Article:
Blackwell Publishing

The reconstruction of phylogeny - How do we distinguish ancestral from derived homologies?


Outgroup comparison

The method of outgroup comparison means looking at a closely related species which is known to be phylogenetically outside the group of species we are studying. The character state in that outgroup is likely to have been ancestral in the group under consideration.

In the abstract, there could be two species, species 1 and 3, sharing homology a and two others, species 2 and 4, with homology a' . We wish to know whether character a evolved into a' , or a' into a . We look at a closely related species and infer that the state there is ancestral in the group of four. If the outgroup had a we should infer that species 2 and 4 share a more recent common ancestor with each other than with any of the other species.

Outgroup comparison works on the assumption that evolution is parsimonious. In the figure, if the character in the outgroup a is ancestral in the group of species 1 - 4, there must have been at least one evolutionary event in the phylogeny: a transition from a to a' before the ancestor of species 2 and 4. If, having observed a in the outgroup, we had reasoned that a' was the ancestral state of species 1 - 4, we should need at least two events: a change from a' to a somewhere between the outgroup and species 1 - 4, and then a change from a' back to a in species 1 and 3. If the character state in the outgroup is ancestral, the fewest evolutionary events are required.

Outgroup comparison is fallible.

Sometimes, one possible outgroup will suggest that one character state is ancestral, but another possible outgroup will suggest that a different character state is ancestral. The result will then depend on which outgroup we rely on. The method is most reliable when the closely related species that could be used as outgroups all suggest the same inference; but it is possible to be led astray by the method in particular cases. The inference should be treated with caution, and if possible tested against other evidence.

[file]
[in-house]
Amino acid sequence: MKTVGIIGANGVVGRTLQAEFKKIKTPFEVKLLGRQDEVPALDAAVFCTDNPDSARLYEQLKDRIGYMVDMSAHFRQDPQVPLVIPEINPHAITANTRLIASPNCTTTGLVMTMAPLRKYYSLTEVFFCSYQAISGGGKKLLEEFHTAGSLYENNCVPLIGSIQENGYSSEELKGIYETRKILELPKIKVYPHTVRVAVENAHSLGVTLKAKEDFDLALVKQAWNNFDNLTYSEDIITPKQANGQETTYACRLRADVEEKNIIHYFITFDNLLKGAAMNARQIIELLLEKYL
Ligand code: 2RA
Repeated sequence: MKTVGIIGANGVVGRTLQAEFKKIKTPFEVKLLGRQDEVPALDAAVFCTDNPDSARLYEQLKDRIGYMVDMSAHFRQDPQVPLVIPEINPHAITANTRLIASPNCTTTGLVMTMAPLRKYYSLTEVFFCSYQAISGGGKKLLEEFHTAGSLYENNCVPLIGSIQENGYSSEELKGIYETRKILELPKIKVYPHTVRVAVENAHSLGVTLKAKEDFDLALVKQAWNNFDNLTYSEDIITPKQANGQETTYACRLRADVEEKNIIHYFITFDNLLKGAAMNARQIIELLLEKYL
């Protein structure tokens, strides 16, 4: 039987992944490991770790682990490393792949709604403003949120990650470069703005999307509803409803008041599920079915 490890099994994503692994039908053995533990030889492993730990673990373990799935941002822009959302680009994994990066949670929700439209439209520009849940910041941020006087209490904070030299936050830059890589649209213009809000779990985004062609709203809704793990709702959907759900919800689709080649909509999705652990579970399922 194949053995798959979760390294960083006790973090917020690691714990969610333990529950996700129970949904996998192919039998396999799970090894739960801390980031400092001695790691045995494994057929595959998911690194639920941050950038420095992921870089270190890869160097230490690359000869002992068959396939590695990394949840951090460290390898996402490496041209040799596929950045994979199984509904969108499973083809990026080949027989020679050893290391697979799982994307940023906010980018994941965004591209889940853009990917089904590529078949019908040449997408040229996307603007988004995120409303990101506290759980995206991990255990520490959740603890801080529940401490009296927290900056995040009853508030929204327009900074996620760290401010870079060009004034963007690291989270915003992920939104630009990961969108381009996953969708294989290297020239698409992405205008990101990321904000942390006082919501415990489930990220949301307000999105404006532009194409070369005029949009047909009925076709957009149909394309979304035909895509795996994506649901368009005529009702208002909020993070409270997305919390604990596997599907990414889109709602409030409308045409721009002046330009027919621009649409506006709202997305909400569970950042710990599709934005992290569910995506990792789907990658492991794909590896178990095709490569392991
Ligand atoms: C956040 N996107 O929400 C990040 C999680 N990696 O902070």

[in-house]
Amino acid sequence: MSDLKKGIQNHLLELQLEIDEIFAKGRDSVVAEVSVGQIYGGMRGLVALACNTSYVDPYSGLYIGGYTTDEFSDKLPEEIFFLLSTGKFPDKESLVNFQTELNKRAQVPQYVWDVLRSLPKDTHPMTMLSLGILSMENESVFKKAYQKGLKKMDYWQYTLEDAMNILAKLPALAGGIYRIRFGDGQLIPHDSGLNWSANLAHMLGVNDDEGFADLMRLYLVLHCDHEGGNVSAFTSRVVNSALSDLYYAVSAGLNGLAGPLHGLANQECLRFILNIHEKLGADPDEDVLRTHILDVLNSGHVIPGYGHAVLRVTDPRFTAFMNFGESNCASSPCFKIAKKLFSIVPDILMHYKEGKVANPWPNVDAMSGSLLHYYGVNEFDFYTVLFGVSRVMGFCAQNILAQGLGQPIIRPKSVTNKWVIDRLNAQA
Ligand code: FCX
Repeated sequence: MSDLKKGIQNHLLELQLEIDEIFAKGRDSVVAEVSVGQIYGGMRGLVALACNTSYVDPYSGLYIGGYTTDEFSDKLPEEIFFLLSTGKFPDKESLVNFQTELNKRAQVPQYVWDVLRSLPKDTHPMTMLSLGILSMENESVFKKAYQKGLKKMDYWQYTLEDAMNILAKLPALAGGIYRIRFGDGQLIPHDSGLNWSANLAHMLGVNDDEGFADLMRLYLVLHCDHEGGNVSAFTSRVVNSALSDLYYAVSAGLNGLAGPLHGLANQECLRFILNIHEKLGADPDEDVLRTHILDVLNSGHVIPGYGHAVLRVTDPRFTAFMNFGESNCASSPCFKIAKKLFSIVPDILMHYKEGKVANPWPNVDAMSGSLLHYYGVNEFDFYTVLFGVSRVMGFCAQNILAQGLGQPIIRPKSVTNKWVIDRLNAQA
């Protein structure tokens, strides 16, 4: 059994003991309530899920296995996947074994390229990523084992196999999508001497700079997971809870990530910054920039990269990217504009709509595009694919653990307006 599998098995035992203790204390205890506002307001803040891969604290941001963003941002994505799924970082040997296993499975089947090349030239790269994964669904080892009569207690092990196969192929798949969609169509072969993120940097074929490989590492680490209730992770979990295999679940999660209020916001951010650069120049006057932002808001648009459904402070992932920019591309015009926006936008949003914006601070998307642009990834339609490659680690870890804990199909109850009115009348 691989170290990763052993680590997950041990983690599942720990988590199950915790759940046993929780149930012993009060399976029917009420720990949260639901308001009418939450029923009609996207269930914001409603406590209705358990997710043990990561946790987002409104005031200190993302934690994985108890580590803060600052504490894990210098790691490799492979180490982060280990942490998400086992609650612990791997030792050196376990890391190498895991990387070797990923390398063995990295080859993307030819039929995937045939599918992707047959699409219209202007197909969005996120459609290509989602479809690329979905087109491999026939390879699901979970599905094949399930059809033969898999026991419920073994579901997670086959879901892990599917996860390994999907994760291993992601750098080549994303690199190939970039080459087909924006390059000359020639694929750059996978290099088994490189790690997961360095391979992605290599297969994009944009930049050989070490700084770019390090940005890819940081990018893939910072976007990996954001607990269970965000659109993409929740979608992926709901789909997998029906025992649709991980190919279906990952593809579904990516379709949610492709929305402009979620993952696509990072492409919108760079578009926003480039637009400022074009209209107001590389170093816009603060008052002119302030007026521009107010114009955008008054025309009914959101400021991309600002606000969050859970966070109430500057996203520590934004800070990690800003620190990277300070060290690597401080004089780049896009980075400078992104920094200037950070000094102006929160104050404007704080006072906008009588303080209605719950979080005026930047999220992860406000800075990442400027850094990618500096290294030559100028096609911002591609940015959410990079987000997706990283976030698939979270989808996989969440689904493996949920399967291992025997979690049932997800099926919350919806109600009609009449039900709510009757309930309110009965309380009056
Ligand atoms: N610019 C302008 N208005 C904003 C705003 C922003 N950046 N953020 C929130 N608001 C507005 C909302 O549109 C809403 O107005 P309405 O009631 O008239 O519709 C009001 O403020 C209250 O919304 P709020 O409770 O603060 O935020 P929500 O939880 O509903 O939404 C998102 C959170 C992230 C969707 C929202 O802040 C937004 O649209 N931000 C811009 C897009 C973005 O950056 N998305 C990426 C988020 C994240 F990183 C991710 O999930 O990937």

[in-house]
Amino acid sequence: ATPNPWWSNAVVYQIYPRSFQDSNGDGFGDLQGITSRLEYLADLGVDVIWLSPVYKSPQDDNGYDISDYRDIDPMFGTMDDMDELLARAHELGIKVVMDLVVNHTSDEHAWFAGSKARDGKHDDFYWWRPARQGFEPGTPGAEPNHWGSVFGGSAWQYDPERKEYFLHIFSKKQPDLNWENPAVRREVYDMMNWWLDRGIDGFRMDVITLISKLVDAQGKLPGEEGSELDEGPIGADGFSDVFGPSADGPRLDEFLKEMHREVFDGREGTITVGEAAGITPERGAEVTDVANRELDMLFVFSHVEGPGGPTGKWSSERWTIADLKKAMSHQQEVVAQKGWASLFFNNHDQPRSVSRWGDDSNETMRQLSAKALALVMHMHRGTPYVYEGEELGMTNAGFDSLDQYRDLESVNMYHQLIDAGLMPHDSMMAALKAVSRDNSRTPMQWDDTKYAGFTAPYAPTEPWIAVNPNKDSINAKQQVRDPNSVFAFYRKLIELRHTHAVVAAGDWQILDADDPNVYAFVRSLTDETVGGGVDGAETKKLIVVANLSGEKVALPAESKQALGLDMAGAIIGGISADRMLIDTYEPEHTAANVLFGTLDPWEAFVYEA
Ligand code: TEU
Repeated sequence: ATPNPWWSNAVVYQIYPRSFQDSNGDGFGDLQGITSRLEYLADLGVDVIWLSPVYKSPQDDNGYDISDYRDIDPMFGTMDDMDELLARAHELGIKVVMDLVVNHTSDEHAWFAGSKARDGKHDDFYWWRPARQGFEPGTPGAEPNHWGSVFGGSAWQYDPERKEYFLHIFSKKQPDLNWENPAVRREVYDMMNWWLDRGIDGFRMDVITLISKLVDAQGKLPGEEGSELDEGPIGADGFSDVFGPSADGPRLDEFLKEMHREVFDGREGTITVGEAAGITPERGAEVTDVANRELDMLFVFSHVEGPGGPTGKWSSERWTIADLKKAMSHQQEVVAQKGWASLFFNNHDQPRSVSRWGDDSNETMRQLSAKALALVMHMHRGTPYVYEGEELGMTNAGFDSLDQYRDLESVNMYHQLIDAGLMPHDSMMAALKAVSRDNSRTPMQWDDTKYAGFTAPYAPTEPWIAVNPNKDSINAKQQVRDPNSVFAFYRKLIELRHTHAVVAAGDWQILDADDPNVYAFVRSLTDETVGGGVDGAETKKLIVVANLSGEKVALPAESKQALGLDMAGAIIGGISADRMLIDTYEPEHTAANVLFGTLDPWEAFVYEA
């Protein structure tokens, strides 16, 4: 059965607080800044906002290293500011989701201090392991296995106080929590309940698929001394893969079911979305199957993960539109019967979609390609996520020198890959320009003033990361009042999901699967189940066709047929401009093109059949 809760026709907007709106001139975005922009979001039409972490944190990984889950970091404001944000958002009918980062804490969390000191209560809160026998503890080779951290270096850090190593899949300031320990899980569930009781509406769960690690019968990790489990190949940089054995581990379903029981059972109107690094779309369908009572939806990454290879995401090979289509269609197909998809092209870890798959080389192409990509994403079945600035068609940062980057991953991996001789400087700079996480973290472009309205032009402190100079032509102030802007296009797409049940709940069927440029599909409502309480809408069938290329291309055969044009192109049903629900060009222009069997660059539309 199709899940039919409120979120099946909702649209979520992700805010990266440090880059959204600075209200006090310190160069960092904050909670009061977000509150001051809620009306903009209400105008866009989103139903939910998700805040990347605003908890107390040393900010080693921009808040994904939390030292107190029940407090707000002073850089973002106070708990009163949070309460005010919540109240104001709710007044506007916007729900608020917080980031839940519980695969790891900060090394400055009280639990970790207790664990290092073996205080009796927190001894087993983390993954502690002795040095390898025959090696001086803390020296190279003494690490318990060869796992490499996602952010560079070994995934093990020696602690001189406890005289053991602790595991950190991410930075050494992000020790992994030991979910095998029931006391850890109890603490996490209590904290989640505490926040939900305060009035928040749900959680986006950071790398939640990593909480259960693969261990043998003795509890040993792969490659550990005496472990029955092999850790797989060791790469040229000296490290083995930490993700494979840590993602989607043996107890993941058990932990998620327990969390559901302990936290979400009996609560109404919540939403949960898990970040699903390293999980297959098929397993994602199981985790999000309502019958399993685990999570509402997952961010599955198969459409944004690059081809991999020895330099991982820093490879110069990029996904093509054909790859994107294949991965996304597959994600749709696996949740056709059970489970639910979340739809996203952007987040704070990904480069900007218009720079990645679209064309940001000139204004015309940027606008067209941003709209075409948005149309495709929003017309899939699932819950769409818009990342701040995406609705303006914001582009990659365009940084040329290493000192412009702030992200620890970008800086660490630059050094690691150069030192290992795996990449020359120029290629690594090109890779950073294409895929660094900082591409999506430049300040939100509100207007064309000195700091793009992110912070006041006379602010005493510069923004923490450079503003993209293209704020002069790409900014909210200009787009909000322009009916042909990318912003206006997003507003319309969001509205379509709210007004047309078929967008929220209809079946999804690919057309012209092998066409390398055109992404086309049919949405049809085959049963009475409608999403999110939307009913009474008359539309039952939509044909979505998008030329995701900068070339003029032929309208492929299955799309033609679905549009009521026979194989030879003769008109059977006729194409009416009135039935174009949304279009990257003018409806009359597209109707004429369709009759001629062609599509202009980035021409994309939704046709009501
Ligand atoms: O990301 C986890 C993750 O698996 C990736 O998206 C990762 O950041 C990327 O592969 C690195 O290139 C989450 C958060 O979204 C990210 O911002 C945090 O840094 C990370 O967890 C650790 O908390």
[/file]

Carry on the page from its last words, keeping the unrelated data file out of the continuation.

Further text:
Before we can use outgroup comparison, we need to know something about the phylogeny. We need to know that fish and amphibians were outside the Amniota in order to use them as 'outgroups'. In practice this is not a major problem. Outgroup comparison cannot be used when we are absolutely ignorant, but if we know something about the phylogeny of a group (for example that amphibians are not amniotes, but are closely related to them) we can build on that knowledge to find out more (in this case, more about the phylogeny within the amniotes).

Figure: in (a) species 1 - 4 have the character states as given. We wish to know if a or a' was the state in their common ancestor. In (b) we look at a closely related species, the outgroup. It has a state a, and we infer that was the state in the ancestor of species 1 - 4. The dotted lines indicate that branching relationships remain uncertain.

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